When the first notes of a brisk fall descend upon us we think of many things: the morning smells of a football tailgate, the leaves rustling in the wind, hungover parents arguing with refs at AYSO soccer games. But one smell that reminds us of the changing of seasons is the brief musk of burning wood emanating from chimneys across suburbia. The family fire is always big in my family as we spend the weekend watching football games and reading the paper as a roaring flame keeps us toasty. Dad is the champion of fire, the lord of burning, the man who toils in silence because much like clean gutters and a green lawn Dad loves a perfect fire. He always wants to teach the kids how to build and start the fire using the right kindling, minor sticks, and fuel logs. How to crumble up the newspaper and light the corners just right so you minimize start up time. A true Dad can start a bonfire using half a match and one page from the Sunday Comics while wearing an Ugly Christmas Sweater and his old sweatpants from college.

So take notice in the upcoming cold, dark months at the forgotten toils of Dad. Although the lawn he preened over all summer is buried in snow, the fence he painted is covered in slush, and the cleared gutters are filled with leaves, Dad’s work shifts to the indoors (when the driveway is shoveled of course). People think Santa Claus works the hardest in the winter but Dad’s constant stacking of wood, bending over to blow on adolescent flames to urge growth, and feeding the appetite of a full raging fire is the true effort of the arctic months. Well done Dad!

Thursday, August 9, 2012

#98: Taking the “Shortcut” that no one else knows

“Dad, we’re already running late!” you complain as you’re sure all your teammates are waiting for you at the championship game. My team can’t win the Championship without me! (In reality you ride the bench but your cheers are the loudest—Dad says it gets in the head of the other team). “Okay—I’ll take a shortcut” Dad replies. The car immediately turns on to a road that you think is someone’s driveway.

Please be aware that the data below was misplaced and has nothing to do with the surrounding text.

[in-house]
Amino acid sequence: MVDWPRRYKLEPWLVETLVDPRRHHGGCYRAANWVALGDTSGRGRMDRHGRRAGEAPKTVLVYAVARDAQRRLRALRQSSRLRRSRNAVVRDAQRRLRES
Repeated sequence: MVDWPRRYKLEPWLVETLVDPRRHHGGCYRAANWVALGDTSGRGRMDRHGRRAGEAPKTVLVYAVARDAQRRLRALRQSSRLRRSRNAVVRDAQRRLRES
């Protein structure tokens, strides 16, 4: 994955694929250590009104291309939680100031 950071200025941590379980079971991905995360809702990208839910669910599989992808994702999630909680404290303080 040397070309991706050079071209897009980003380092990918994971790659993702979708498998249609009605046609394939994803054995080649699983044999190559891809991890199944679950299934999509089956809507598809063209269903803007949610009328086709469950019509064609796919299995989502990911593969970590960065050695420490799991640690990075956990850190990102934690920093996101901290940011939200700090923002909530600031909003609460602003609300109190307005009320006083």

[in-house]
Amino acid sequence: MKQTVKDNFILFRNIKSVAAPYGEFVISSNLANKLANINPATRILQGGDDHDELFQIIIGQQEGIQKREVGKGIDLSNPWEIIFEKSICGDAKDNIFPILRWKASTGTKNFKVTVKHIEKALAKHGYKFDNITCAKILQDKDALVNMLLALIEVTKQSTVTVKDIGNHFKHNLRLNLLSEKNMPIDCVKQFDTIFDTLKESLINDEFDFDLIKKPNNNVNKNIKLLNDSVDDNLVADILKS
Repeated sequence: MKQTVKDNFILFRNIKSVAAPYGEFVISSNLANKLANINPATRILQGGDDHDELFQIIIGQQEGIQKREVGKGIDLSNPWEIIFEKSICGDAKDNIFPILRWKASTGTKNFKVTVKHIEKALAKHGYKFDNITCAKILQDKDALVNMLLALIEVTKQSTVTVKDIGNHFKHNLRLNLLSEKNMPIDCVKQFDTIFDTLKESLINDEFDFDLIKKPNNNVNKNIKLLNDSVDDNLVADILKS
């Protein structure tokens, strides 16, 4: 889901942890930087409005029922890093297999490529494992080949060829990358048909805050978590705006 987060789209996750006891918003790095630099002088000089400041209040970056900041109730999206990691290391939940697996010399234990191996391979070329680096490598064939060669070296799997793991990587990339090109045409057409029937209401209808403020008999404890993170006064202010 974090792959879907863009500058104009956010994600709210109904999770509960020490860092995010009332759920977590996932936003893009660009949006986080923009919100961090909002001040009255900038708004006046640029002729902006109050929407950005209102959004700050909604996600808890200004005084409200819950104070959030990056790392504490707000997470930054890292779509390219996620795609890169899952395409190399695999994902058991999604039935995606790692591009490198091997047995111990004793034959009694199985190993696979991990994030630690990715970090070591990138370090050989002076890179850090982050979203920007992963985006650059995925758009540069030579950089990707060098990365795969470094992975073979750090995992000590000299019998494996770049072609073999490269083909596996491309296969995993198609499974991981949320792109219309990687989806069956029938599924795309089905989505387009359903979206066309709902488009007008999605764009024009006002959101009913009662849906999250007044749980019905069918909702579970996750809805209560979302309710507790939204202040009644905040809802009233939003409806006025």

Dads have an ability to find “shortcuts” that no one else knows. Obviously since these shortcuts are So Dad, the short cuts actually make the trip longer. Dad’s shortcuts cut through neighboring alleys, side streets, and even someone’s backyard. Yet somehow missing the 3 stop signs and one street light doesn’t save any time because Dad’s shortcut isn’t a shortcut. Just because no one else knows this route doesn’t make it a shortcut.

The funny thing is, all Dads know the same shortcut. Yet you never see them taking the route at the same time. Ever notice Dads at a BBQ laughing by the grill? If they’re not talking football, golf or the latest way they embarrassed you, they’re discussing the newest shortcut they’ve discovered.

Eventually you make it to your destination to which Dad will say with a smirk “Good thing we took the shortcut or we’d still be driving.” Whatever you say Dad, whatever you say…


*The lesser known Dad shortcuts are those that involve hikes. These are dangerous as poison ivy and falling over tree branches are often involved. Beware*

Thursday, August 2, 2012

#97: Miller Genuine Draft

Just like everyone needs to do after a long work day, Dads need to kick back too. That brief moment in time between entering the door and having to do lawn work, help the kids with that last minute shoe box diorama, or do what the wife says to do is a special time for relaxation. And to help with that time, Dad needs the unofficial beer of Dads everywhere: Miller Genuine Draft.
Miller Genuine Draft (MGD) is not the beer you or I drink, it is a premium lager to be enjoyed by those with a mature palate but don’t mess with all this microbrew riff-raff. In short, it is made for Dads. While college kids drink Busch Light or Keystone and think that Bud Light is top of the line, Dads know better. MGD puts hair on your chest but it takes it from that bald spot on your head, a common mark of a true Dad.
Let’s be real, MGD does not taste good until you hit the age of 45. Based off of the High Life recipe (my Dad’s favorite) but with a few touches to make it a “higher end” beer, it allows Dad to forget his workday woes for a small fee. Those of us at That’s So Dad cannot comprehend the phenomena surrounding Dads and MGD but much like golf polos, witty aprons, and hiding easter eggs we can easily say we will understand when we are older. It is a Dad thing, you just don’t get it.